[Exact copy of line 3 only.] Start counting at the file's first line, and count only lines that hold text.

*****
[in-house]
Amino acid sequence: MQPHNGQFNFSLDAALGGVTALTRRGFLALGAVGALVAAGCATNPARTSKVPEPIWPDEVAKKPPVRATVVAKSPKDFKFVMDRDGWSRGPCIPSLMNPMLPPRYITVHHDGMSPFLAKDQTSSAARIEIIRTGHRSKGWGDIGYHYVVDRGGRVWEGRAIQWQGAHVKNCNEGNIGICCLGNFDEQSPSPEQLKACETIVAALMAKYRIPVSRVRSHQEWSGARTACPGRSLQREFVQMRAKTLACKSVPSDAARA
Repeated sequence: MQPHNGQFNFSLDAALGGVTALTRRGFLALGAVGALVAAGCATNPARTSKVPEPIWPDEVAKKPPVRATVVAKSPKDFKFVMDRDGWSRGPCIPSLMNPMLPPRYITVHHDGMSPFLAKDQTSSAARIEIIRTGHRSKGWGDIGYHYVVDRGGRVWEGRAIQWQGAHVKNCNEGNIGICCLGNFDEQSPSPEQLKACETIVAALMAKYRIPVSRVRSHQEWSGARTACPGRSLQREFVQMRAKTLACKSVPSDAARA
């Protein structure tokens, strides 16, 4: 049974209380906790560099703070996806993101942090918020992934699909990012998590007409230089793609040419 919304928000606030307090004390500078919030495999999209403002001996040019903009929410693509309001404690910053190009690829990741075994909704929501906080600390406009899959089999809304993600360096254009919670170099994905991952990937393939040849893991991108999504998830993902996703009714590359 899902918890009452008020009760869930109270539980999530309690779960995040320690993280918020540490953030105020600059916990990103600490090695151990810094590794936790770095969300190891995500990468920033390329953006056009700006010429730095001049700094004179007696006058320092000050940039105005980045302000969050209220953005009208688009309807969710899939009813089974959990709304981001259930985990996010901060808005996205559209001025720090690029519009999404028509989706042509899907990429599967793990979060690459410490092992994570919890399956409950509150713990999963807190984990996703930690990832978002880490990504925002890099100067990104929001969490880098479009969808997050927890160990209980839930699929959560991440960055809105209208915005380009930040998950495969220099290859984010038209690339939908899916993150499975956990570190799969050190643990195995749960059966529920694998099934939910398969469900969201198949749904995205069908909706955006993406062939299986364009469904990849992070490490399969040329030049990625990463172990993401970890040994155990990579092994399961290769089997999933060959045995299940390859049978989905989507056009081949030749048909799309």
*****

Repeated sequence: MQPHNGQFNFSLDAALGGVTALTRRGFLALGAVGALVAAGCATNPARTSKVPEPIWPDEVAKKPPVRATVVAKSPKDFKFVMDRDGWSRGPCIPSLMNPMLPPRYITVHHDGMSPFLAKDQTSSAARIEIIRTGHRSKGWGDIGYHYVVDRGGRVWEGRAIQWQGAHVKNCNEGNIGICCLGNFDEQSPSPEQLKACETIVAALMAKYRIPVSRVRSHQEWSGARTACPGRSLQREFVQMRAKTLACKSVPSDAARA